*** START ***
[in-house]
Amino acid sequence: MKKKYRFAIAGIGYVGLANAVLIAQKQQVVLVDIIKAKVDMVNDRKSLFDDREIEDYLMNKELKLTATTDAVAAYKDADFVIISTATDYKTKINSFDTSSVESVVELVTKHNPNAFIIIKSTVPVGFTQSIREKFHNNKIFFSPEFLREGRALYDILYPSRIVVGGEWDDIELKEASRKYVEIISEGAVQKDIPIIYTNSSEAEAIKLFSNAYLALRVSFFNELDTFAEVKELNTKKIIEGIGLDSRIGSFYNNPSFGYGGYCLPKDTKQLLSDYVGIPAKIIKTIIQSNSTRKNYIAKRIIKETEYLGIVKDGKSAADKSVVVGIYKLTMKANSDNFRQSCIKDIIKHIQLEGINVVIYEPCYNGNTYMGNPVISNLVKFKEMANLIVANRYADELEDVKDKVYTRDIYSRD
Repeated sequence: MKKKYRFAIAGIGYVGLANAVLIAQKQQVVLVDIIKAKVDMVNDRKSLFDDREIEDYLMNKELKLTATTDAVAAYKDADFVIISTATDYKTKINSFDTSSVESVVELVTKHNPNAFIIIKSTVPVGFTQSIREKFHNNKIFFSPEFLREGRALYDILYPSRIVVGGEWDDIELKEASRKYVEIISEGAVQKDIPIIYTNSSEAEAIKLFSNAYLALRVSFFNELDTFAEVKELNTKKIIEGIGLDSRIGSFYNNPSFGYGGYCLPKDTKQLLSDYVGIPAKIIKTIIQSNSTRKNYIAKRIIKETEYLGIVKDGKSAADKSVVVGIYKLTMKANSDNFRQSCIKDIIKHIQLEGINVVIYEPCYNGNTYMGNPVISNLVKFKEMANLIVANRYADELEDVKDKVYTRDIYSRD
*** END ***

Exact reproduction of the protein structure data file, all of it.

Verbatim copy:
[in-house]
Amino acid sequence: MKKKYRFAIAGIGYVGLANAVLIAQKQQVVLVDIIKAKVDMVNDRKSLFDDREIEDYLMNKELKLTATTDAVAAYKDADFVIISTATDYKTKINSFDTSSVESVVELVTKHNPNAFIIIKSTVPVGFTQSIREKFHNNKIFFSPEFLREGRALYDILYPSRIVVGGEWDDIELKEASRKYVEIISEGAVQKDIPIIYTNSSEAEAIKLFSNAYLALRVSFFNELDTFAEVKELNTKKIIEGIGLDSRIGSFYNNPSFGYGGYCLPKDTKQLLSDYVGIPAKIIKTIIQSNSTRKNYIAKRIIKETEYLGIVKDGKSAADKSVVVGIYKLTMKANSDNFRQSCIKDIIKHIQLEGINVVIYEPCYNGNTYMGNPVISNLVKFKEMANLIVANRYADELEDVKDKVYTRDIYSRD
Repeated sequence: MKKKYRFAIAGIGYVGLANAVLIAQKQQVVLVDIIKAKVDMVNDRKSLFDDREIEDYLMNKELKLTATTDAVAAYKDADFVIISTATDYKTKINSFDTSSVESVVELVTKHNPNAFIIIKSTVPVGFTQSIREKFHNNKIFFSPEFLREGRALYDILYPSRIVVGGEWDDIELKEASRKYVEIISEGAVQKDIPIIYTNSSEAEAIKLFSNAYLALRVSFFNELDTFAEVKELNTKKIIEGIGLDSRIGSFYNNPSFGYGGYCLPKDTKQLLSDYVGIPAKIIKTIIQSNSTRKNYIAKRIIKETEYLGIVKDGKSAADKSVVVGIYKLTMKANSDNFRQSCIKDIIKHIQLEGINVVIYEPCYNGNTYMGNPVISNLVKFKEMANLIVANRYADELEDVKDKVYTRDIYSRD